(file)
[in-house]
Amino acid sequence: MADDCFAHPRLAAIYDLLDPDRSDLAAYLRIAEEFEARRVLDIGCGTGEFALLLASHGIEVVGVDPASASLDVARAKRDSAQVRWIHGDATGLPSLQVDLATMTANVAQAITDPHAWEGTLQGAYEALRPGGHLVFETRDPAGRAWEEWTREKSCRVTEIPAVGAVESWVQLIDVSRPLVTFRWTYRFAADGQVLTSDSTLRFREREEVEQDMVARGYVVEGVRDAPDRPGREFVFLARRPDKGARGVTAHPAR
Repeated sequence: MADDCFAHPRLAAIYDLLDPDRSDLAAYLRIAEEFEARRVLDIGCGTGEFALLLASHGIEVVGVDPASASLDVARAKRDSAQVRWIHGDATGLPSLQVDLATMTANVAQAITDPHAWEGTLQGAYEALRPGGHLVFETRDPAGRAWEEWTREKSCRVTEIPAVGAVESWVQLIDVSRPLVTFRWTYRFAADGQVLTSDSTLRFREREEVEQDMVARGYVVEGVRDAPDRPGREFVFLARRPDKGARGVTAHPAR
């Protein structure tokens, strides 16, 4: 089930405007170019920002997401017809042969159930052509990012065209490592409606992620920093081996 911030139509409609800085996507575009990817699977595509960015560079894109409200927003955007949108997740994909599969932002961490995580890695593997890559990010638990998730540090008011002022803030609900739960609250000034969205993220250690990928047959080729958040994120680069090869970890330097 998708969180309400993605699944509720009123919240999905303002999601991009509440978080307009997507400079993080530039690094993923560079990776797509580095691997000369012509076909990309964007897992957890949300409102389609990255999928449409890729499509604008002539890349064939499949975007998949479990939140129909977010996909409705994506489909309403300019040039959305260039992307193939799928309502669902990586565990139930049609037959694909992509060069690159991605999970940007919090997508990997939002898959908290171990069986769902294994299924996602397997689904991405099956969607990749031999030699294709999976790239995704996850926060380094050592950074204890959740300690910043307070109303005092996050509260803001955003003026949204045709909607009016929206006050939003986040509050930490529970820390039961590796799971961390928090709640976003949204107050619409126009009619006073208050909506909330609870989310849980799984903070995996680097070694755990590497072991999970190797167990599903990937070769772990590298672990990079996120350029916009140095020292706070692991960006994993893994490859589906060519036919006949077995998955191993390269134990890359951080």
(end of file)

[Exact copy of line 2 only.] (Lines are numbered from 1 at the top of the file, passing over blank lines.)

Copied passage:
Amino acid sequence: MADDCFAHPRLAAIYDLLDPDRSDLAAYLRIAEEFEARRVLDIGCGTGEFALLLASHGIEVVGVDPASASLDVARAKRDSAQVRWIHGDATGLPSLQVDLATMTANVAQAITDPHAWEGTLQGAYEALRPGGHLVFETRDPAGRAWEEWTREKSCRVTEIPAVGAVESWVQLIDVSRPLVTFRWTYRFAADGQVLTSDSTLRFREREEVEQDMVARGYVVEGVRDAPDRPGREFVFLARRPDKGARGVTAHPAR